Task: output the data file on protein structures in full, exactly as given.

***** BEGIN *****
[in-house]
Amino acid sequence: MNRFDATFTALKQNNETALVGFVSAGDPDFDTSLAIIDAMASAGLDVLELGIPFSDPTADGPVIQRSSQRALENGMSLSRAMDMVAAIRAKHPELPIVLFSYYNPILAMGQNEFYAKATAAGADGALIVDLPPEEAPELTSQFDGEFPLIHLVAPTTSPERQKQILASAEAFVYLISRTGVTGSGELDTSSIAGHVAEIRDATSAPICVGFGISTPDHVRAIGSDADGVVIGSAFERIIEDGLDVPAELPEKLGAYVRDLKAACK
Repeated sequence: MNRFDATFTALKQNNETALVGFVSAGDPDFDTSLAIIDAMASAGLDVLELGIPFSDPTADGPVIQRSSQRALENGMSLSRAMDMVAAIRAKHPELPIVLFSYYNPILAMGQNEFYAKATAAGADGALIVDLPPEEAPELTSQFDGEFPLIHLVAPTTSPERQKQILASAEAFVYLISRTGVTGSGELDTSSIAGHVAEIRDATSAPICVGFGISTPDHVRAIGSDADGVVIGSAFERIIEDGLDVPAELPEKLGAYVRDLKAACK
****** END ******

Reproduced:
[in-house]
Amino acid sequence: MNRFDATFTALKQNNETALVGFVSAGDPDFDTSLAIIDAMASAGLDVLELGIPFSDPTADGPVIQRSSQRALENGMSLSRAMDMVAAIRAKHPELPIVLFSYYNPILAMGQNEFYAKATAAGADGALIVDLPPEEAPELTSQFDGEFPLIHLVAPTTSPERQKQILASAEAFVYLISRTGVTGSGELDTSSIAGHVAEIRDATSAPICVGFGISTPDHVRAIGSDADGVVIGSAFERIIEDGLDVPAELPEKLGAYVRDLKAACK
Repeated sequence: MNRFDATFTALKQNNETALVGFVSAGDPDFDTSLAIIDAMASAGLDVLELGIPFSDPTADGPVIQRSSQRALENGMSLSRAMDMVAAIRAKHPELPIVLFSYYNPILAMGQNEFYAKATAAGADGALIVDLPPEEAPELTSQFDGEFPLIHLVAPTTSPERQKQILASAEAFVYLISRTGVTGSGELDTSSIAGHVAEIRDATSAPICVGFGISTPDHVRAIGSDADGVVIGSAFERIIEDGLDVPAELPEKLGAYVRDLKAACK